In the DSM-IV (APA, 1994), which has been in force since 1994, the diagnosis of social phobia requires the criteria A-H shown in Table 1:

Table 1

Diagnostic criteria for social phobia according to DSM-IV1

Figure not included in this excerpt

A. Persistent and pronounced fear of one or more social situations, fear of being conspicuous, of being ridiculous.
B. In the dreaded situation, fear almost inevitably arises, which can resemble a panic attack.
C. People perceive the fear as excessive or unfounded.
D. The dreaded situation is avoided or only confronted with great fear.
E. The fear or avoidance interferes with normal routine, skills, relationships, or social activities.
Q. People under the age of 18 have been afraid for at least 6 months.
G. No organic causes for the fears.
H. The fears do not relate to symptoms of other mental or physical disorders, such as B. binge eating, tremors in Parkinson's disease.

Figure not included in this excerpt

2.1.2 Subtypes

In the case of a social phobia without additional coding, those affected fear certain performance-related situations such as using the public toilet, giving a lecture in front of people or eating in public (APA, 1994). According to today's diagnostic system (DSM-IV, APA, 1994), people for whom the fear relates to almost all social situations receive the additional coding generalized subtype. This type also considers the additional diagnosis of avoidant self-insecure personality disorder (APA, 1994). People with generalized social phobia usually fear both public performance situations and social interaction. Patients of the generalized subtype show more severe impairments in social and occupational functional areas and develop social deficits more often than patients without corresponding additional coding (APA, 1994). Furmark (2002), however, is critical of the determination of subtypes in social phobia and points out that there is still no agreement on how to categorize social phobia in subtypes. The discussion on the subtypes is still based mainly on theoretical speculations. The social phobia probably only existed as a diverse continuum in the population. Seen from this perspective, the division into subtypes is purely arbitrary.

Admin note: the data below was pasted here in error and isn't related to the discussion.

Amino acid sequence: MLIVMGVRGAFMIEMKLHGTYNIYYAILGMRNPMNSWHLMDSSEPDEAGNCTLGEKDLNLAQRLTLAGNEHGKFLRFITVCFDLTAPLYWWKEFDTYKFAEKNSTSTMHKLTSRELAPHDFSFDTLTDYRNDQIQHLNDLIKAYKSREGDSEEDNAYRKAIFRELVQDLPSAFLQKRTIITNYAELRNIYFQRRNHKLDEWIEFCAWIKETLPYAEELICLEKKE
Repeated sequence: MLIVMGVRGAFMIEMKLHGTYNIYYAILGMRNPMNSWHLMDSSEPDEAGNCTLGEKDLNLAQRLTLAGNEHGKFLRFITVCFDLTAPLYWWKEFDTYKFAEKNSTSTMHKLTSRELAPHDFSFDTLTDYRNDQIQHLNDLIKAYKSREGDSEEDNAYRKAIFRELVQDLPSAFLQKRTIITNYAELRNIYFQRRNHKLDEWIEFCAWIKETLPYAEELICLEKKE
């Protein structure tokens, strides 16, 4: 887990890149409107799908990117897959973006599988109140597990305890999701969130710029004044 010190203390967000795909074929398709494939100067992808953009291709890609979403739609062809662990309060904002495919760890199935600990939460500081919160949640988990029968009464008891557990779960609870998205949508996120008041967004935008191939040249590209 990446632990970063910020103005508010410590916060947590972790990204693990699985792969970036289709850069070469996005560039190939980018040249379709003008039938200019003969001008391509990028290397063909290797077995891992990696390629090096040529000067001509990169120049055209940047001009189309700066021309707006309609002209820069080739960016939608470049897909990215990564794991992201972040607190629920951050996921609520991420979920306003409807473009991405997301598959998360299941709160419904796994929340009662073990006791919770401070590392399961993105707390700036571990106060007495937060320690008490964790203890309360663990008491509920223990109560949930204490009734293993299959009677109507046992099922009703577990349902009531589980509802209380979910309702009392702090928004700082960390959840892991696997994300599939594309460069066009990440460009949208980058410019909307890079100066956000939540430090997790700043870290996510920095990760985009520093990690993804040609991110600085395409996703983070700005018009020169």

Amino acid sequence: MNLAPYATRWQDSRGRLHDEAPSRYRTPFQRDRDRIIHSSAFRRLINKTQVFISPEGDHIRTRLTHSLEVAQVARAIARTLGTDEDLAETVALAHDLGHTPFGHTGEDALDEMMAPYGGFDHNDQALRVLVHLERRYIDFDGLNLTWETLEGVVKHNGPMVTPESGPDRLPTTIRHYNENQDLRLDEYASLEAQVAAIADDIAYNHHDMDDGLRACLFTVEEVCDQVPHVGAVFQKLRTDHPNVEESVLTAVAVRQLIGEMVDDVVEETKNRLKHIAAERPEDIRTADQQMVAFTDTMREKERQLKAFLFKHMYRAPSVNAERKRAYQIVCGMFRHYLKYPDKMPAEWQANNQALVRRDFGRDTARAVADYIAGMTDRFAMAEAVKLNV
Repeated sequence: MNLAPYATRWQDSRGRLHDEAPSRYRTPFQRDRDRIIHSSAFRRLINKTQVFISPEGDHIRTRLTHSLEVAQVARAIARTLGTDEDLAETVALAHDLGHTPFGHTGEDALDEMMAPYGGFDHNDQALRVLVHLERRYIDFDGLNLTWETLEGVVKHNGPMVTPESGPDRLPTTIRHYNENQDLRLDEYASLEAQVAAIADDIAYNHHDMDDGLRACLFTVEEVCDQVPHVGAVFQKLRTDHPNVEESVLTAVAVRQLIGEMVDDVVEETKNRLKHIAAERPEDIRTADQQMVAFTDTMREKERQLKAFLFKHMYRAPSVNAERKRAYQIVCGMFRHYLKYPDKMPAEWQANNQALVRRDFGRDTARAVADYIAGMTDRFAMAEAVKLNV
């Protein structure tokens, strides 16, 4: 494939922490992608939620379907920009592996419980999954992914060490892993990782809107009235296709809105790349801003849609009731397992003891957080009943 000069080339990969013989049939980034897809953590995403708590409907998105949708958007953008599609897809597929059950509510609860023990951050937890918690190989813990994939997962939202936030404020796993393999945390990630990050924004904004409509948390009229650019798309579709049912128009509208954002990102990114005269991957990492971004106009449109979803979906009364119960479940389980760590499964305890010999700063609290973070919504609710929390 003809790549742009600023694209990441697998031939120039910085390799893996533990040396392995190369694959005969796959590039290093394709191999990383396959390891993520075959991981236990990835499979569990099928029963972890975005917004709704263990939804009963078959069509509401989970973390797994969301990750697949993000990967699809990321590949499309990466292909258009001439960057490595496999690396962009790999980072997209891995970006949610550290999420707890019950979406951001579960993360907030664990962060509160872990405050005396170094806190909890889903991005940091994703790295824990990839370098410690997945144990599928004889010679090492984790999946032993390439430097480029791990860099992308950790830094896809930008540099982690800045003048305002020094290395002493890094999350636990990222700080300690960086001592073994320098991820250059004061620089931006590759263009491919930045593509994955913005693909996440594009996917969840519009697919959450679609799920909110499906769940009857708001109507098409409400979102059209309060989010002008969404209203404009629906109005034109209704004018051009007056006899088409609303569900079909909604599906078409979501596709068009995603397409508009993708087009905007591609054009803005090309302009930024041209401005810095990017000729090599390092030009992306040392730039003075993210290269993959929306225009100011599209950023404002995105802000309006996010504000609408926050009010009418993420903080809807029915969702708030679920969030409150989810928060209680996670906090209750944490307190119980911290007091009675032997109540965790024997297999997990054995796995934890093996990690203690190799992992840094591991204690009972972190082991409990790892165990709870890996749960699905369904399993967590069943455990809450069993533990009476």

2.2 epidemiology

Social phobia is a common mental disorder. Nevertheless, it is difficult to find consistent information on the epidemiological area.

2.2.1 Prevalence

The studies do not agree with one another when it comes to the information on the prevalence of the disorder. The APA (1994), for example, reports a lifetime prevalence of 3-13 percent of the population, with women being affected somewhat more frequently than men. Furmark (2002) obtained a lifetime prevalence of 7-13 percent in his meta-study. According to Furmark, the ratio of women to men is 3 to 2. The lifetime prevalence according to the "National Comorbidity Survey" study with a sample of 8000 subjects is 13.3 percent. According to this, social phobia is the third most common mental disorder after major depression and alcoholism (Kessler et al., 1994). The 12-month prevalence of social phobia is estimated at 8 percent (APA, 1994; Kessler et al., 1994).

2.2.2 Socio-demographic risk factors